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From: Brian McNamara (lorgon_at_[hidden])
Date: 2003-10-06 21:18:12

On Mon, Oct 06, 2003 at 09:37:00PM -0400, David Abrahams wrote:
> Brian McNamara <lorgon_at_[hidden]> writes:
> > Maybe another way to state my point is that I see container_traits as a
> > "concept wrapper" rather than a "module". It takes a concept (as
> > described by, e.g., the standard) and wraps it in a more convenient and
> > generic interface. This allows more types to model the concept (e.g.
> > an array can be a Container when viewed via container_traits) and
> ^^^^^^^^^^^^^^^^^^^^^^^^^^^^^^^^^^^^^^^^^^^^^^^^^^^^^^^^^^^^
> Your language, if not your thinking, is somewhat muddled at this
> point. Maybe you need to rephrase for the rest of us? Either an
> array satisfies the Container concept or it doesn't. Unless you're
> changing the standard Container concept, it doesn't.

My understanding is:

An array is not a Container (it does not model the concept described by
the standard).

The original container_traits proposal was designed with one of its
goals being: to allow some data types (like arrays) which do not model
the concept to be viewed through a uniform interface that makes them
appear as if they do model the concept.

For each attribute in the Container concept, there is a corresponding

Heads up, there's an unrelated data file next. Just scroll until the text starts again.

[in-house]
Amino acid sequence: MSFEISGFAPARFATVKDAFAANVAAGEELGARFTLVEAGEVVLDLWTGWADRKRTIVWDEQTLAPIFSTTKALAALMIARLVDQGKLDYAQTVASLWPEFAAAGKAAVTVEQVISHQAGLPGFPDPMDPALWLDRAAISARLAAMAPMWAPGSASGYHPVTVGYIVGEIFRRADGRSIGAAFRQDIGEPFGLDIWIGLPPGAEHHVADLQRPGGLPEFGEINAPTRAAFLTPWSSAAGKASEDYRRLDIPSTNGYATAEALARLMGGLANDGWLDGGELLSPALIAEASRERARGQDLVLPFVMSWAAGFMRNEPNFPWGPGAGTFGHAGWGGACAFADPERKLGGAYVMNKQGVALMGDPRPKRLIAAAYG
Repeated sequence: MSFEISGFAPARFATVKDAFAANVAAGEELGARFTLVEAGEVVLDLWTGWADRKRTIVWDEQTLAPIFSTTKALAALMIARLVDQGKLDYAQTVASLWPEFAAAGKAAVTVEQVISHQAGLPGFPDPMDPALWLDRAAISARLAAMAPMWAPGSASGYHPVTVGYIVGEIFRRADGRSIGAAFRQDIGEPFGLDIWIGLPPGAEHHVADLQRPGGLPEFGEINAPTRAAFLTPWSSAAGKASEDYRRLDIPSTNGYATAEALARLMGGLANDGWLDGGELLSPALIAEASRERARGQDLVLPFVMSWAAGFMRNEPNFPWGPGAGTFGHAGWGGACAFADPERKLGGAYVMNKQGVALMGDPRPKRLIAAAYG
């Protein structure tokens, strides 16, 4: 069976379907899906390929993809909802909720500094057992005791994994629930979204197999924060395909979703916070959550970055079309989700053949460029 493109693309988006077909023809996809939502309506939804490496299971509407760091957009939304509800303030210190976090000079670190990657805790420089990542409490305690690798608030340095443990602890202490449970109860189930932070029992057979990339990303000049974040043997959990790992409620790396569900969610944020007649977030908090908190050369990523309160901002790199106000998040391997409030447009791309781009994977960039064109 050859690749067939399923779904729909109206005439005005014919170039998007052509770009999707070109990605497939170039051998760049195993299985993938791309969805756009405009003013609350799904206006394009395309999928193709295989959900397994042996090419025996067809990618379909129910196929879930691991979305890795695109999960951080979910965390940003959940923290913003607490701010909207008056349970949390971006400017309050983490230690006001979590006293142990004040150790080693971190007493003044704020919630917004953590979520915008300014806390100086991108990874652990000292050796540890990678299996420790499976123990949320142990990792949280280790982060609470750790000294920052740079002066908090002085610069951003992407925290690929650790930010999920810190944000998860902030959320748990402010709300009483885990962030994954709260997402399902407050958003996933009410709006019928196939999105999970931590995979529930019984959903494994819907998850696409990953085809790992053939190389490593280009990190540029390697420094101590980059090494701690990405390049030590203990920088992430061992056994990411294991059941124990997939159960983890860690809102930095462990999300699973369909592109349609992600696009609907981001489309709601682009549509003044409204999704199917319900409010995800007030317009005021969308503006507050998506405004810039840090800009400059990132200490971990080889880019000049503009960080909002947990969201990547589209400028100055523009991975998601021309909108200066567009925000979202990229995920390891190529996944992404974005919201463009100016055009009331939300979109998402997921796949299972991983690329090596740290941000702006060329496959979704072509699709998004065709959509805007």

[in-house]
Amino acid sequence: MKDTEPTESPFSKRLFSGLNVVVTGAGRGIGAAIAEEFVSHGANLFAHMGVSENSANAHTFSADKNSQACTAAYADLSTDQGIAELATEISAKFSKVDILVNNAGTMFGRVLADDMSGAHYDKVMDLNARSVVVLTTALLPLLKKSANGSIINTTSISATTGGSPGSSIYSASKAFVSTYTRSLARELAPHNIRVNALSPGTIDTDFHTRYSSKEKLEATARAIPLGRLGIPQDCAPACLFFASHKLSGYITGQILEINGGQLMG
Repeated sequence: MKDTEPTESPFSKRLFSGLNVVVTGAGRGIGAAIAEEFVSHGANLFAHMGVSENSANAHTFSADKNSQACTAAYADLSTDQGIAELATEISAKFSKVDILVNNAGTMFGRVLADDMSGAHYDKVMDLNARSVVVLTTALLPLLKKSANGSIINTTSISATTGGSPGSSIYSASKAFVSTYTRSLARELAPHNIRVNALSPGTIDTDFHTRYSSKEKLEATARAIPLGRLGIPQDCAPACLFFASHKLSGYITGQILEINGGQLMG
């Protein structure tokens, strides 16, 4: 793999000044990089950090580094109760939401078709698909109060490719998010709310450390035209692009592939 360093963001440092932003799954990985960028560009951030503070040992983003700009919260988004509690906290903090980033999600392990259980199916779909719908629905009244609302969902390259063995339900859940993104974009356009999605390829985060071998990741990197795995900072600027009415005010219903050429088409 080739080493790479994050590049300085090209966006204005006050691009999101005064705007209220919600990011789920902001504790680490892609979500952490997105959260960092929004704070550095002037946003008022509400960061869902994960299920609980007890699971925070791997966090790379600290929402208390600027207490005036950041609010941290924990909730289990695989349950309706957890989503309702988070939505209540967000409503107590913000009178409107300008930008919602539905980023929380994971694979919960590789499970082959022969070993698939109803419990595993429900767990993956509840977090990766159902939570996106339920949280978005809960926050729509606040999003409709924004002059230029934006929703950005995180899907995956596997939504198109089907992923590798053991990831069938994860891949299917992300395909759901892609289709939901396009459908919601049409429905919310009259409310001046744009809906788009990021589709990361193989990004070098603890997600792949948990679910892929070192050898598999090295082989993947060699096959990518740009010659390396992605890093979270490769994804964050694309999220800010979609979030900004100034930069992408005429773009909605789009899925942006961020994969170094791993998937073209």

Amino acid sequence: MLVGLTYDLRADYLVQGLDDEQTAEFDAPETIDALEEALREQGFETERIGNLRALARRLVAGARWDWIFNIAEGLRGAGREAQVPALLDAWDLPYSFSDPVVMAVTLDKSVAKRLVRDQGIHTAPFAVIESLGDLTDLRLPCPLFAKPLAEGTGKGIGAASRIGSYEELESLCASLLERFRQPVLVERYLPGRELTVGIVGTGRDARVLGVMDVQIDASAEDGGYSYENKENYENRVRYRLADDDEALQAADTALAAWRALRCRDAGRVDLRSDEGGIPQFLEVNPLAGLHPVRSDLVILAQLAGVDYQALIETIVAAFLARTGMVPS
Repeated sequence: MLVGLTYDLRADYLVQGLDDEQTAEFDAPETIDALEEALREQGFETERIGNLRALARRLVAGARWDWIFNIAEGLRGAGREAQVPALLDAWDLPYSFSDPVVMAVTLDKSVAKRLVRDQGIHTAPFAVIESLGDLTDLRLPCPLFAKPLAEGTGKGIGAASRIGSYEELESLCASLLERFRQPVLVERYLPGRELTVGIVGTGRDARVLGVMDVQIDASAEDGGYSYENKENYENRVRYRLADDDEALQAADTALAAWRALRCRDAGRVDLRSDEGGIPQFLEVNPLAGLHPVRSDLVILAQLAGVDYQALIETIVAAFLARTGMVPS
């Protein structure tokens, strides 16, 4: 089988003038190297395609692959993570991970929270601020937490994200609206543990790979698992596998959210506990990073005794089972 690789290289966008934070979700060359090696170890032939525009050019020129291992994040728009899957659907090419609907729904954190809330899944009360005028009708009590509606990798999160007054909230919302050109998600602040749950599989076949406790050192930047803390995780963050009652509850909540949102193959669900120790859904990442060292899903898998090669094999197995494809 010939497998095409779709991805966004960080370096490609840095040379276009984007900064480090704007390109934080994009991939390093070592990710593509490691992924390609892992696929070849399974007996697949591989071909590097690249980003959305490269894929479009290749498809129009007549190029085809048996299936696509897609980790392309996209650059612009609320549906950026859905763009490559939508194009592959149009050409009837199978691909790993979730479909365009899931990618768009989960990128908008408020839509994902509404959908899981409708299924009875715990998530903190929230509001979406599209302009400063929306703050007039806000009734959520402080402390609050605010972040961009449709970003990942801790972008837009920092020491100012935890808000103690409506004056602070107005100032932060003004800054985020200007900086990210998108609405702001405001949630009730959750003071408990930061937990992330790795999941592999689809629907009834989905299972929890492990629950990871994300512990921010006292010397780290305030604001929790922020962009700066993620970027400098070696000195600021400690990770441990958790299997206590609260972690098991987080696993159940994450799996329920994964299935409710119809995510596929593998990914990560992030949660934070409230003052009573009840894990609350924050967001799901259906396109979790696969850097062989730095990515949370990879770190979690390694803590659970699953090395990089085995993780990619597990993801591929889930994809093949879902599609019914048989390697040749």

attribute inside container_traits.

For every type that models the Container concept, access to the
concept attributes via container_traits yields the same results as
"direct" access to the attributes. For example:
   typedef vector<int> V;
   V v;
   container_traits::value_type<V>::type === V::value_type
   // and also for iterator_type, etc. Maybe also for stuff like
   container_traits::begin(v) === v.begin()
   // but I haven't studied the actual container_traits proposal well
   // enough to know if it includes stuff like this.

For some types which do not model the Container concept,
container_traits provides a way to view these types as thought they did
model the concept. For example:
   typedef int A[10]; // or whatever the syntax is here, I forget
   A a;
   container_traits::value_type<A>::type === int
   container_traits::begin(a) === &a[0]

Let me know if my understanding here is flawed at any point along the

Of course, the utility of container_traits is thus that you can
 - take any generic algorithm which works on Containers
 - rewrite it to access Container attributes via container_traits
   instead of accessing these attributes directly
 - now your new algorithm
    - behaves exactly the same on types which model Container
    - also now works on some other Container-like types (e.g. array)

Effectively container_traits helps defines a new concept. We might
call this new concept ContainerAsViewedViaContainerTraits. It is a
super-concept (anti-refinement) of Container, in that
 - for every type T which models Container
    - T also models ContainerAsViewedViaContainerTraits

-Brian McNamara (lorgon_at_[hidden])

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